Deals for gardai, nurses as Croke Park II edges closer
Published 14/05/2013 | 05:00
AGREEMENT on Croke Park II is edging closer as the Government tactic of striking a series of side deals with public sector unions appears to be paying off.
The Coalition is set to give the country's industrial relations trouble-shooter extra time to continue talks as a number of potential breakthroughs emerged.
Health unions, who represent the sector where the bulk of savings must be found, said progress had been made as they adjourned late last night – with more talks now due in a fortnight. In the meantime, a working group will observe two hospitals to evaluate where savings can be made.
Following intensive negotiations, key sectors seem to be ready to sign up to agreements tailored to their areas, including:
• An independent review of garda pay and allowances.
• A chance for nurses to avoid cuts to premium pay and other rates if they return to a 39-hour week.
• Watering down of plans to halt increments and pledges to reverse pay cuts at higher levels in the future.
Labour Relations Commission chief executive Kieran Mulvey will continue talks today after being given more time to strike deals with other unions.
Mr Mulvey last night briefed Public Expenditure Minister Brendan Howlin on the progress of the talks.
He said that in a number of cases the talks had achieved "what we would describe as an agreement in principle".
Rather than making a final decision today, government sources are hopeful of steady progress.
"We will take stock but I'd say Kieran Mulvey will try to keep on talking with a view to getting everyone in," a senior government source said.
Liam Doran, head of the Irish Nurses and Midwives Organisation (INMO), said: "There has been constructive engagement the last couple of days, a lot more to do – and both sides are committed to do it."
Mr Doran said many matters were still "in play" including nurses doing a longer 39-hour week in return for retaining the premium payments at double time on Sundays and a better starting salary for graduate recruits.
SIPTU is also involved in talks, but the union is regarded as complex as it represents such a wide variety of workers.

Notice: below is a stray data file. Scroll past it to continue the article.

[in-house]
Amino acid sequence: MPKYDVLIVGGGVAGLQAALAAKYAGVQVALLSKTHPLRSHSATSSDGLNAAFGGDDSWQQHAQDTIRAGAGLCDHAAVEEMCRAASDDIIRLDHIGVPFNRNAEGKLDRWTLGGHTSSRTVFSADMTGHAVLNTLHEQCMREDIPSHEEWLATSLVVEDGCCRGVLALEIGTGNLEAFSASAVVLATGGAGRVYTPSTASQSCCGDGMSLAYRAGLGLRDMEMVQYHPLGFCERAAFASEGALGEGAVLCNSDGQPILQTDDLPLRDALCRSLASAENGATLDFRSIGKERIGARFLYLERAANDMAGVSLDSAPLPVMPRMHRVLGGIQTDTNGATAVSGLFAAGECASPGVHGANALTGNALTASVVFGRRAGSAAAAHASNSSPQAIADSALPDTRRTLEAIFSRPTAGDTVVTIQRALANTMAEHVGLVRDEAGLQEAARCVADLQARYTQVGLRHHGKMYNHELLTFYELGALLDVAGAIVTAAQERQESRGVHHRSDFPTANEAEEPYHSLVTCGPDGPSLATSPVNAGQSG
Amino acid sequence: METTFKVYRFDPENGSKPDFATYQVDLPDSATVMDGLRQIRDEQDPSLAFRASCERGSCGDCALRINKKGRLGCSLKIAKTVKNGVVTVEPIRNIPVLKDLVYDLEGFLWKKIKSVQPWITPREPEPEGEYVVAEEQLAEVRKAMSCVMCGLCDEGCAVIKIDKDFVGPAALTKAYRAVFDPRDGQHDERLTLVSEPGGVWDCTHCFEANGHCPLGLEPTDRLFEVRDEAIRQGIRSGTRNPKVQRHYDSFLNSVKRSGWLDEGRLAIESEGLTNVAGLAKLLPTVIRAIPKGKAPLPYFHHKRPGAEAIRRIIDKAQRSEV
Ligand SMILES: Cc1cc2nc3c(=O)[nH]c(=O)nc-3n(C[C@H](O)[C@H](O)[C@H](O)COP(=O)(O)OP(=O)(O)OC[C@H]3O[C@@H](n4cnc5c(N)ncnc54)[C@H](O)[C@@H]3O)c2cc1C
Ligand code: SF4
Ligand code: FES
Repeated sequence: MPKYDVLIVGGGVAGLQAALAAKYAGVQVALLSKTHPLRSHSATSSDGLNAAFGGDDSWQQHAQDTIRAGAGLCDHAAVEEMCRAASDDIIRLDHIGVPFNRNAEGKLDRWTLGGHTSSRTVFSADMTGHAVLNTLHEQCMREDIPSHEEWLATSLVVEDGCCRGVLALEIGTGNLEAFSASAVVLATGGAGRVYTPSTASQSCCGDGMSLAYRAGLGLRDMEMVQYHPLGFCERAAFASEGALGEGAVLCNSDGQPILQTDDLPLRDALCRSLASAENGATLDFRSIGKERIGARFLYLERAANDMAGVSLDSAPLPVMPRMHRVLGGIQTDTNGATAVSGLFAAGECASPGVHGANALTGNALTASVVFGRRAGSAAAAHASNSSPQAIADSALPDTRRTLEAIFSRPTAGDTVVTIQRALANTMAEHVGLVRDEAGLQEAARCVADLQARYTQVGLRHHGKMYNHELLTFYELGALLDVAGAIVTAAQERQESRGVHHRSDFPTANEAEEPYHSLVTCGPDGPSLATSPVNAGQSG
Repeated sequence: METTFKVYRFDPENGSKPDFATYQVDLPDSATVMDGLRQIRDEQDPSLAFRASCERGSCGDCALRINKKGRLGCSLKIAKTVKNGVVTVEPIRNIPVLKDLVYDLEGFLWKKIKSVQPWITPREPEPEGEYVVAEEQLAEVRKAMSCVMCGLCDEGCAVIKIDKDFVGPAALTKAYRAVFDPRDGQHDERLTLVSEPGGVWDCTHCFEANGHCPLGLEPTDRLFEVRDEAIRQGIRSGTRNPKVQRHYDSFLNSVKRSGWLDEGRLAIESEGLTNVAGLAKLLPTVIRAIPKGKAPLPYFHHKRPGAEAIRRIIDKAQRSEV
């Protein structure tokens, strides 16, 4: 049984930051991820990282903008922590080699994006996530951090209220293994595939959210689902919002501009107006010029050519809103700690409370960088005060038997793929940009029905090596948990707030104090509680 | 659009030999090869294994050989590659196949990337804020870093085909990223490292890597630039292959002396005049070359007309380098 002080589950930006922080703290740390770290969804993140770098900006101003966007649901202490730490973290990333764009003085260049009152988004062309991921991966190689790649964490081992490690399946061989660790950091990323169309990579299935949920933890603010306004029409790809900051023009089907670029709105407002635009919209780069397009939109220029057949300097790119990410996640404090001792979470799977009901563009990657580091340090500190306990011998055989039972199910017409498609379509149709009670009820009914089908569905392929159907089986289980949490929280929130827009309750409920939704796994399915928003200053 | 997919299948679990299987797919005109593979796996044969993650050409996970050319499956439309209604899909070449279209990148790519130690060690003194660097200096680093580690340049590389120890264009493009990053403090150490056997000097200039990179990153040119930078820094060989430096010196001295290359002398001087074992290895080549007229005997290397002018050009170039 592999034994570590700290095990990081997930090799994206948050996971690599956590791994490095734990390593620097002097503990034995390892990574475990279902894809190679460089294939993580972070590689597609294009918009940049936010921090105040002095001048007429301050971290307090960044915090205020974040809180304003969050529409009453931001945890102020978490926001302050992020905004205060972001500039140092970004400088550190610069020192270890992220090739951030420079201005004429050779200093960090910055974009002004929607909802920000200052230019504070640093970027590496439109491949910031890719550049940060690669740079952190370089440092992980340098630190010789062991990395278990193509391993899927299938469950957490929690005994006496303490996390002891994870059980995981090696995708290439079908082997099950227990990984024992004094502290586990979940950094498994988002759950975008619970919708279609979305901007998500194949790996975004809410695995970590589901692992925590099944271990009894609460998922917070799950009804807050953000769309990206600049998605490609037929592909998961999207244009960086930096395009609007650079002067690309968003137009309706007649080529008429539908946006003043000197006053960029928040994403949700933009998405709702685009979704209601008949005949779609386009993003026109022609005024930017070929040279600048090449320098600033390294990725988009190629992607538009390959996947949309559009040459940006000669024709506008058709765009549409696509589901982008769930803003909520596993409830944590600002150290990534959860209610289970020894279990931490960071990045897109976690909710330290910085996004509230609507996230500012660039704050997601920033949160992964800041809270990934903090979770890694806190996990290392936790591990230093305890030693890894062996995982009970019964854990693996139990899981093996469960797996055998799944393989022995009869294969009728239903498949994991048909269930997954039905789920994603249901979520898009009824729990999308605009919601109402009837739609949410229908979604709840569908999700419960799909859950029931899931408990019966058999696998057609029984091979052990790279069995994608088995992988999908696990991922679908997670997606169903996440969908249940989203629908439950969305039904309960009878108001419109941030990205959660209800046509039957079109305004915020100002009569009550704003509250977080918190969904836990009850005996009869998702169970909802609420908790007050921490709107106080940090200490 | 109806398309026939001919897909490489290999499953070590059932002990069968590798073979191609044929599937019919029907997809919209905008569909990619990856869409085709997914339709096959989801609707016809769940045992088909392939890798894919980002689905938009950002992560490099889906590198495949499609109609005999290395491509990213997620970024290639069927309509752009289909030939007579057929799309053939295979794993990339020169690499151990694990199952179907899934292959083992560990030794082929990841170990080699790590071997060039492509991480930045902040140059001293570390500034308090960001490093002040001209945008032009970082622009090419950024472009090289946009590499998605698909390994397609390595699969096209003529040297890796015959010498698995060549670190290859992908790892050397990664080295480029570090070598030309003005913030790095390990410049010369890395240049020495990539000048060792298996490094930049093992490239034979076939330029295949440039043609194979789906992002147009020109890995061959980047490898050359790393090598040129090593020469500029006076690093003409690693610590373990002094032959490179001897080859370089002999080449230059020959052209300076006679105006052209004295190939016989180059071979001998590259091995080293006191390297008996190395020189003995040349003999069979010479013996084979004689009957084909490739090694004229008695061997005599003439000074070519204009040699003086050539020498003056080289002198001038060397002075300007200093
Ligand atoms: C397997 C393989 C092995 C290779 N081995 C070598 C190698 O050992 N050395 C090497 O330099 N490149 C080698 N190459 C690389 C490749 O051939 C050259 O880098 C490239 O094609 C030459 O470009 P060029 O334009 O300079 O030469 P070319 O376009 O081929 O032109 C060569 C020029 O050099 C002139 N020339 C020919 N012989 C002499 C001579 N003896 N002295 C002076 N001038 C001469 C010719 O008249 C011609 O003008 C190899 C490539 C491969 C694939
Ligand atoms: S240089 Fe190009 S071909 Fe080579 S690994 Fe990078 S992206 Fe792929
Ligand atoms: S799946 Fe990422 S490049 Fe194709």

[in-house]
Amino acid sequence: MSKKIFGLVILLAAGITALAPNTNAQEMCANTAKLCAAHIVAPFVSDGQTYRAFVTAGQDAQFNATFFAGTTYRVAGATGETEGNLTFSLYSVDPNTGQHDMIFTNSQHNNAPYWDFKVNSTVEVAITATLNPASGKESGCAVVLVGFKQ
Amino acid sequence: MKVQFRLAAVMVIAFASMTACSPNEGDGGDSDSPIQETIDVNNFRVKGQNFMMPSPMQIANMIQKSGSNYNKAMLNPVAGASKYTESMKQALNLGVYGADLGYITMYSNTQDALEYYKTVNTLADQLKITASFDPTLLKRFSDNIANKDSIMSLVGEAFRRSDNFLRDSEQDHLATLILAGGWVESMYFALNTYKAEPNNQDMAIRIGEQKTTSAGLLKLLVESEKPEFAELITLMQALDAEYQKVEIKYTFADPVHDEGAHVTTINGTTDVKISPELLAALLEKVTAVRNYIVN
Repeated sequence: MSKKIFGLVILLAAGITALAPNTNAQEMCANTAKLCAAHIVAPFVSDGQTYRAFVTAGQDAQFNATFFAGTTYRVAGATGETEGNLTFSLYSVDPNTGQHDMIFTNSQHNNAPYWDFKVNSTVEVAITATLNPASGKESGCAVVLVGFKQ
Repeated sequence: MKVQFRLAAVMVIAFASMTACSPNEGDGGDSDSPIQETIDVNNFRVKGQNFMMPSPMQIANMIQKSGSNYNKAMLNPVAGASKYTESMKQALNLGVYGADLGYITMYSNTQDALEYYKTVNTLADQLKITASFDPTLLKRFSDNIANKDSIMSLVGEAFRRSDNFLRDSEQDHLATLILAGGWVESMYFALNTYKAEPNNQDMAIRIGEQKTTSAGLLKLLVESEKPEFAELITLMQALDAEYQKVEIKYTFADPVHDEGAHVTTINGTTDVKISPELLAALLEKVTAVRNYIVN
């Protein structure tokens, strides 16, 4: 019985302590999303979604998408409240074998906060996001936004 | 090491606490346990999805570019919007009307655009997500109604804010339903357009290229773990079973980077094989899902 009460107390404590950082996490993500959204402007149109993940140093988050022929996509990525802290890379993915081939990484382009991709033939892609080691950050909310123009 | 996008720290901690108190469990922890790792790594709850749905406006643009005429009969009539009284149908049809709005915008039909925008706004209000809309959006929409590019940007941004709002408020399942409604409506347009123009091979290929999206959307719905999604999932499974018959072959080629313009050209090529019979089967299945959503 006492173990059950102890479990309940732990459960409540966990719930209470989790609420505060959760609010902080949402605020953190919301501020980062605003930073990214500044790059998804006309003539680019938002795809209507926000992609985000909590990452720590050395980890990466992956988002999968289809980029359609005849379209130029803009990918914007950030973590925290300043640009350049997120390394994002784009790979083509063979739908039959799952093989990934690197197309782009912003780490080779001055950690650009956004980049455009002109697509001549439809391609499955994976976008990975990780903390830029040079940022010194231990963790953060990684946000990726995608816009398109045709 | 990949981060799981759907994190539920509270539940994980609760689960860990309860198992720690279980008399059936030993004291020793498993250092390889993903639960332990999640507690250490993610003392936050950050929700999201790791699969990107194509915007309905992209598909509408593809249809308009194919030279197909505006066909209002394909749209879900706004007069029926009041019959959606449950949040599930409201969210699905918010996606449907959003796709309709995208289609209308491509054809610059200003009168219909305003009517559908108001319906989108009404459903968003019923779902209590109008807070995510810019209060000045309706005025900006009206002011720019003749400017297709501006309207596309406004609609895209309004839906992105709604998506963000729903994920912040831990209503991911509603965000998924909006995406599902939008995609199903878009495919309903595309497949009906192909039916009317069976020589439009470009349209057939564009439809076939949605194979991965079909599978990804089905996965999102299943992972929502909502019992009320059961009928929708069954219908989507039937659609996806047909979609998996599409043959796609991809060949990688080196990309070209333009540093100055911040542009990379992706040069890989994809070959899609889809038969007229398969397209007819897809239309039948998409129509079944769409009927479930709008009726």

Teacher unions are balloting on industrial action later this week, so cannot talk to the LRC until that is complete.
For gardai, a major concession is the establishment of the independent review of garda pay and allowances. The decision forms the central plank of a new deal worked out by government negotiators with the force's four representative bodies.
The review will also cover a wide range of other issues, including staffing levels and industrial relations mechanisms, and its independent chairman will produce a report by next spring.
Over recent years, successive governments introduced a series of allowances for gardai because they could not sanction a rise in pay.
The idea of a pay review has the backing of the Garda Commissioner Martin Callinan.
For the first time, negotiators from the four garda bodies were given access to the Labour Relations Commission during the talks – a move long sought by the gardai.
The two main garda bodies, the Garda Representative Association (GRA), which is composed of rank and file members of the force, and the Association of Garda Sergeants and Inspectors (AGSI), walked out of talks earlier this year because they were again denied a seat at the negotiating table.
The proposals for reviewing pay and the other issues cannot be approved until a deal for the entire public sector has been negotiated. But both sides are understood to be very hopeful of reaching agreement.
Under the deal, gardai will work an additional 30 hours each between now and the end of the year, as well as at least 30 hours extra in 2014 and 2015.
In return, cuts to their premium payments will not be as severe as had been previously planned. The rate for voluntary overtime will be reduced from time-and-a-half to time-and-a-quarter.
But the independent review will be tasked with looking at the introduction of a radical recommendation that has already been adopted successfully in the Irish Prison Service.
This would involve eliminating the current system of overtime and replacing it with "banked" hours, where staff agree in advance to work a certain number of additional hours in a year.
The associations must give a commitment to take part in the examination of an overhaul of overtime under the overall review process.
Gardai will also agree to the extension of the new work roster on a pilot basis until July next year, when its operation will be reviewed by both sides.
It is also intended to replace the current myriad allowances with a small number of payments, which would be easier to operate.